Utkatasana: Awaken Your Inner Fire

Have you ever seen the famous paintings of ancient Indian yogis sitting in chairs meditating? Me neither. Over the millennia, the vast majority of sadhus who committed themselves to the yogic life owned little more than the minimal clothing they were wearing, along with a bowl and utensils for collecting their daily alms of rice. Most of them likely never saw a chair, let alone sat on one.

All this is to say that the Sanskrit name for this pose, Utkatasana, has absolutely nothing to do with its most widely used English name:  Chair Pose. Utkatasana’s root word, utkata, actually means “wild,” “fierce,” “frightening,” “furious,” or “intense,”—words that, for me at least, do not conjure up the image of someone lounging in an easy chair, or even sitting in an office chair.

Utkatasana is one of yoga’s heating, strengthening and stabilizing poses. It is, in fact fierce, furious and intense, during its practice and in its effects, generating upward-radiating waves of heat and energy in some practitioners. Utkatasana is best practiced in the morning or early afternoon, as it can be stimulating enough to interfere with sleep when practiced too late in the day.

Practicing Utkatasana strengthens your thighs, hip flexors, calves, ankles and back muscles; stimulates your abdominal organs, heart and diaphragm; stretches your shoulders and chest; and can help build arches in flat feet. It is one of the most efficacious poses to prepare your legs and teach you how to lower your center of gravity for stability in downhill skiing. Practicing Utkatasana can also keep you well above the fray when you find yourself in a situation where you have no other alternative than to use a porta-potty.

To practice Utkatasana, stand with your feet hips-width apart on a nonskid mat. Tune into the bottoms of your feet. Locate the four corners of your feet:  the inner and outer balls of your feet and the inner and outer heels. How is your weight distributed among the corners? Take a minute or so to explore the relationships among these areas. Find a way of standing so that your weight feels equally balanced among the four corners.

Extend your arms up alongside your ears, taking care to lift your back rib cage as well as your front rib cage. When many of us raise our arms overhead, our tendency is to raise our front ribs and let our back ribs collapse downward, compressing the low back. Elongate your low back by lifting your back ribs, lowering your pelvic rim and grounding your heels as you raise your arms.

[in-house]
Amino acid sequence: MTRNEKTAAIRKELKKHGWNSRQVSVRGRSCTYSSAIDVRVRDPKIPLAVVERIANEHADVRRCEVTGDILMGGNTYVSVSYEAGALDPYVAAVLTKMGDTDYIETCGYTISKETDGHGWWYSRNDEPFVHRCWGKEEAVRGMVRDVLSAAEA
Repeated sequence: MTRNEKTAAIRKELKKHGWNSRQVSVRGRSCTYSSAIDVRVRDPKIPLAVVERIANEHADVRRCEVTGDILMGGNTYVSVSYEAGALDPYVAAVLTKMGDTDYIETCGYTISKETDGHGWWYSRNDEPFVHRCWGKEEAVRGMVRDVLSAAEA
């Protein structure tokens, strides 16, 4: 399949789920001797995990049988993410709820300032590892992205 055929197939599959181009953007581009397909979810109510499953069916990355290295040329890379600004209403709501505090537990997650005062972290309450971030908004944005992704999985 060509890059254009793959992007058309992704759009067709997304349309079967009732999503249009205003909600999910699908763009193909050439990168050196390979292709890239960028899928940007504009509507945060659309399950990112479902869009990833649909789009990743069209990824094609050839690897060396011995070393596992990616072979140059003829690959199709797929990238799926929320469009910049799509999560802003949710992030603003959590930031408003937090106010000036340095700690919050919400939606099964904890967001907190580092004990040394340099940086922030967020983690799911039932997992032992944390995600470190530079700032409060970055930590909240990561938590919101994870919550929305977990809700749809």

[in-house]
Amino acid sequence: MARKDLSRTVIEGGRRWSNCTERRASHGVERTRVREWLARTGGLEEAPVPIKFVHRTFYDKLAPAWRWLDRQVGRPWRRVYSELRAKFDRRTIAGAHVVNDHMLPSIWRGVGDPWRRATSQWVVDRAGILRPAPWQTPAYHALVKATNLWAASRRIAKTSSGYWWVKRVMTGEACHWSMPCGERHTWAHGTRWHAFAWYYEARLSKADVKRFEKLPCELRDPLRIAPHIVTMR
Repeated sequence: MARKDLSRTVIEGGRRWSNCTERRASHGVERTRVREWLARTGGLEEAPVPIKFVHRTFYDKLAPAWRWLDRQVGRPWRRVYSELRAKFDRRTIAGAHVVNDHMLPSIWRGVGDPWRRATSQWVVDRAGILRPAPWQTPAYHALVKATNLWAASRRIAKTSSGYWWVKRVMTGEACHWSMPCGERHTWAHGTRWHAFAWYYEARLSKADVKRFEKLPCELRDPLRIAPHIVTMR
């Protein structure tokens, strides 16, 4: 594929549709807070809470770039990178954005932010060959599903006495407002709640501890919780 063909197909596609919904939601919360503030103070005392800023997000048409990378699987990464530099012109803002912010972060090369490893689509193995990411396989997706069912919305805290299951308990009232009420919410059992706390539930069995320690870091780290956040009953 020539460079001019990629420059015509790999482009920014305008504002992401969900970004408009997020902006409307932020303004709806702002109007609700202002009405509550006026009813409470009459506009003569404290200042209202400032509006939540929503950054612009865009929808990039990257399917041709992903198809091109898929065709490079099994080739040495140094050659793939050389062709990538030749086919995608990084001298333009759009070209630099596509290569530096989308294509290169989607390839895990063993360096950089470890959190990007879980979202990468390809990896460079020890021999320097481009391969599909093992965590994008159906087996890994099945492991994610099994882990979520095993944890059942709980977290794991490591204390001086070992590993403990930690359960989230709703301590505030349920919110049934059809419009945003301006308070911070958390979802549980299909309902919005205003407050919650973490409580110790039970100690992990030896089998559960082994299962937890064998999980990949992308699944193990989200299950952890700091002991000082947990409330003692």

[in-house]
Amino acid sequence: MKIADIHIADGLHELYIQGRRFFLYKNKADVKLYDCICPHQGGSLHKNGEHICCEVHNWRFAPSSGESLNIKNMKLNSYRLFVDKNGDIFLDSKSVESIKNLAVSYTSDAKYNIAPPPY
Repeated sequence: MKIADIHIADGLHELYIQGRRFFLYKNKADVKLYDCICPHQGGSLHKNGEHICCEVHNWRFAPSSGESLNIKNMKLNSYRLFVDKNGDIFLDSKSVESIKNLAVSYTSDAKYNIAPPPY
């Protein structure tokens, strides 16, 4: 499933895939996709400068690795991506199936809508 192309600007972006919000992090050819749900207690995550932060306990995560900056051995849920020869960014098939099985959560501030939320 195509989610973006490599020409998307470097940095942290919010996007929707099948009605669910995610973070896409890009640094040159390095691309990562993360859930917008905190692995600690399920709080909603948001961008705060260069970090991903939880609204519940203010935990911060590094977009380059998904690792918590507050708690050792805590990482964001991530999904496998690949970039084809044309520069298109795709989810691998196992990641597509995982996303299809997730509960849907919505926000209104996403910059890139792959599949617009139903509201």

Bend your knees and lower your pelvis, as if you’re about to sit down. Feed the weight of your pelvis into your legs. Now check the four corners of your feet again. In Utkatasana, our weight tends to pull forward onto the balls of our feet. Actively root your heels to balance your weight and activate your hamstrings and gluteal muscles.

Without tightening your abdominal muscles, keeping them free and mobile to receive your inhalations, draw the lower abdominal muscles gently upward—millimeters, not inches. Allow your torso to slant forward so that you can keep your natural spinal curves intact. Lengthen the back of your neck so that your head and neck follow the natural trajectory of the rest of your spine.

As you feed your pelvis into your legs and feet, allow your torso from the waist up to rise. In this action, explore the dynamic relationship between grounding (lower body) and rebounding (upper body). Take five to ten deep breaths. Return to standing. Take a moment to feel the effects of Utkatasana. Repeat one or more times if you like, taking time after each repetition to feel what happened.

March is named after the sizzling, crimson planet Mars. Utkatasana, in all its ferocity, perfectly expresses the intensity of the month. Utkatasana stirs things up. It awakens our inner fire. Despite its commonly cited English misnomer, Utkatasana is not about sitting on our laurels. Think of it as a dynamic launching pad for the spring and summer months to come.
Charlotte Bell.2Charlotte Bell began practicing yoga in 1982 and began teaching in 1986. She was certified by B.K.S. Iyengar in 1989 following a trip to Pune. In 1986, she began practicing Insight Meditation with her mentors Pujari and Abhilasha Keays. Her asana classes blend mindfulness with physical movement. Charlotte writes a column for Catalyst Magazine, and is the author of two books:Mindful Yoga, Mindful Life and Yoga for Meditators, both published by Rodmell Press. A lifelong musician, she plays oboe and English horn in the Salt Lake Symphony and the folk sextet Red Rock Rondo whose 2010 PBS music special won two Emmys.

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